"Not only do they collect full pay, their pensions also continue to grow for every year that they are in the rubber room," the mayor explains. "It’s an absurd and expensive abuse of tenure, especially at a time when the steep budget cuts that might force us to layoff good teachers stare us in the face."
The Department of Education says it’s complied with the agreement to place teachers in back offices where they could work for their salaries. A spokeswoman says those awaiting charges and hearings last spring were all sent to district offices this month. But it’s up to those individual offices to find them work.
Meanwhile, the department and the union say they’re fulfilling the second part of their agreement: to reduce the backlog of cases. More lawyers and arbitrators were hired to speed things along. The department says about 700 teachers and other staffers were in rubber rooms last spring. Of those, there are now 440 teachers in the new reassignment centers. And they must have their disciplinary hearings completed by the end of December.
The hearings are held in 51 Chambers Street, the grand old Emigrant Savings Bank building across the street from the Department of Education. Betsy Combier used to monitor rubber room cases when she worked for the United Federation of Teachers, before the city and the union agreed to end the rubber rooms. But she still calls herself a teachers’ advocate and she spends her days walking through the building, meeting with teachers. She worries they’re not getting real due process.
"They’re trying to rush the hearings through because all the cases have to be ended by December 31st" she claims. A lawyer in private practice who represents several rubber room teachers, Nicholas Penkovsky, says the hearing rooms are much busier now and that the arbitrators seem less patient.
WNYC observed a recent hearing where Penkovsky represented a teacher accused of verbally threatening a pupil. Penkovsky cross-examined an investigator who interviewed two student witnesses. He focused on what he said was a discrepancy in their accounts: one student said the confrontation took place outside a "United Postal Service office" and another said it was outside a "post office." The Department of Education lawyer frequently objected to Penkovsky's questions and the arbitrator sometimes took her side. City officials have complained that attorneys representing teachers accused of misconduct are far too vigorous in defending their clients and contribute to the lengthy hearing process. But Penkovsky says he's trying to give them the best defense. "Their lives are at stake," he says. "Most of them are older people all over 50, so far, and what else are they going to do?"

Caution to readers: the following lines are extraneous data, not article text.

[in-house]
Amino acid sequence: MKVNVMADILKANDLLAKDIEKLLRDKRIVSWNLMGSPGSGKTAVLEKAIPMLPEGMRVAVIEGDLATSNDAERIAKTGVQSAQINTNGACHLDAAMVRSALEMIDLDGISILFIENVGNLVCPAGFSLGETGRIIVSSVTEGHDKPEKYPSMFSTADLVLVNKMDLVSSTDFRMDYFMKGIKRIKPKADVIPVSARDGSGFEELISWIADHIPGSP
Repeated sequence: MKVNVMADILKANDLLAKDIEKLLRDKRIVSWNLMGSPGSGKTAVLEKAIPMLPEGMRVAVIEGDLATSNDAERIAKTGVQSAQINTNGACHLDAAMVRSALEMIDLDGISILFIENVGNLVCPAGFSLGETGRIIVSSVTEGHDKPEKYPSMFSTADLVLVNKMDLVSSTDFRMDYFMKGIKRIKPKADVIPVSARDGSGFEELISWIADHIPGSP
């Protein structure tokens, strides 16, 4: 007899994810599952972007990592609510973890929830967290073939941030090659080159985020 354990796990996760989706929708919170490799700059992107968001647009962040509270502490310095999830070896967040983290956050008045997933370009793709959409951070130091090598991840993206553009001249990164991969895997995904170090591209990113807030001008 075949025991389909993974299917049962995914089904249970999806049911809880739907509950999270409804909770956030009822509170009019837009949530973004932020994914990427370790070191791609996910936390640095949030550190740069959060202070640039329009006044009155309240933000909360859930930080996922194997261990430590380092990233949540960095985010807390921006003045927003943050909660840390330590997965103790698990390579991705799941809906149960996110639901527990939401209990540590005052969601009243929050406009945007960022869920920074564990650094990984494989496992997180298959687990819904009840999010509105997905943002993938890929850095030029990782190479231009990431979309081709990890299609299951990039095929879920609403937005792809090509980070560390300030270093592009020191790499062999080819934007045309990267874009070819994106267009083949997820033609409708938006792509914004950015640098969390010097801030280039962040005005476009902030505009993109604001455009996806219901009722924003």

The two teachers who spoke to WNYC about their settlements -- "Marie" and "Charlie" -- said they each felt some pressure to settle their cases. But they also said the outcomes were probably the best they could get and they didn't blame their union-appointed attorneys. Claude Hersh, assistant general counsel for New York State United Teachers, provides the teachers with lawyers. He says they’re all getting fair representation. But he suggests they might be nervous, and prone to complaints now, because their hearings are finally happening within the 60 day time limit -- unlike the old days, when they stretched out for much longer.
"We’ve gotten rid of a huge number of the backlog in the last few months," Hersh says. "Some people are actually very stressed because they realize their cases are now going to be heard soon."
In August, Hersh says there were 90 former rubber room teachers awaiting hearings; now he says there are less than 60. As those numbers dwindle, the remaining teachers will have to decide whether to settle or fight the charges before the end of December. And next year, the goal is to keep things moving so those facing charges in the future will be assigned to jobs and never ever again sit in a rubber room.